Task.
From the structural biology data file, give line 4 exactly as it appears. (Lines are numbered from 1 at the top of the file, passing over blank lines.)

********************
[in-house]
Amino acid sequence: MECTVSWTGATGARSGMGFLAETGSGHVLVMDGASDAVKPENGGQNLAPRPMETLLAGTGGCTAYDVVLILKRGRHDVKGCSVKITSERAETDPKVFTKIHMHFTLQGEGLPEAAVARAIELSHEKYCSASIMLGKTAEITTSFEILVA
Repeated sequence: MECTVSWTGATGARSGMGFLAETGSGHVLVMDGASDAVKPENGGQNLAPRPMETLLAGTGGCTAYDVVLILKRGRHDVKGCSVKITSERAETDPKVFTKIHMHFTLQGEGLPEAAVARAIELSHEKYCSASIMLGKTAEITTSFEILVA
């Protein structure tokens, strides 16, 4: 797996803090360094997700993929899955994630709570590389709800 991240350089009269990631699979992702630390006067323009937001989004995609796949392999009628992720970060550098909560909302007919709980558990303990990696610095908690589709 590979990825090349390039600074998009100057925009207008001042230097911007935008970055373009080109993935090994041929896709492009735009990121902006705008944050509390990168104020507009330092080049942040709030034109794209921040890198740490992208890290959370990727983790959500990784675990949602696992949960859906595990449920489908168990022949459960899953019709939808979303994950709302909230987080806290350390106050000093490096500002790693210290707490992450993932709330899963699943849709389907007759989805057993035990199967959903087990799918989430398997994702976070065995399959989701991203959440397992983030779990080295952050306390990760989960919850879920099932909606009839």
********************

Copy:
């Protein structure tokens, strides 16, 4: 797996803090360094997700993929899955994630709570590389709800 991240350089009269990631699979992702630390006067323009937001989004995609796949392999009628992720970060550098909560909302007919709980558990303990990696610095908690589709 590979990825090349390039600074998009100057925009207008001042230097911007935008970055373009080109993935090994041929896709492009735009990121902006705008944050509390990168104020507009330092080049942040709030034109794209921040890198740490992208890290959370990727983790959500990784675990949602696992949960859906595990449920489908168990022949459960899953019709939808979303994950709302909230987080806290350390106050000093490096500002790693210290707490992450993932709330899963699943849709389907007759989805057993035990199967959903087990799918989430398997994702976070065995399959989701991203959440397992983030779990080295952050306390990760989960919850879920099932909606009839």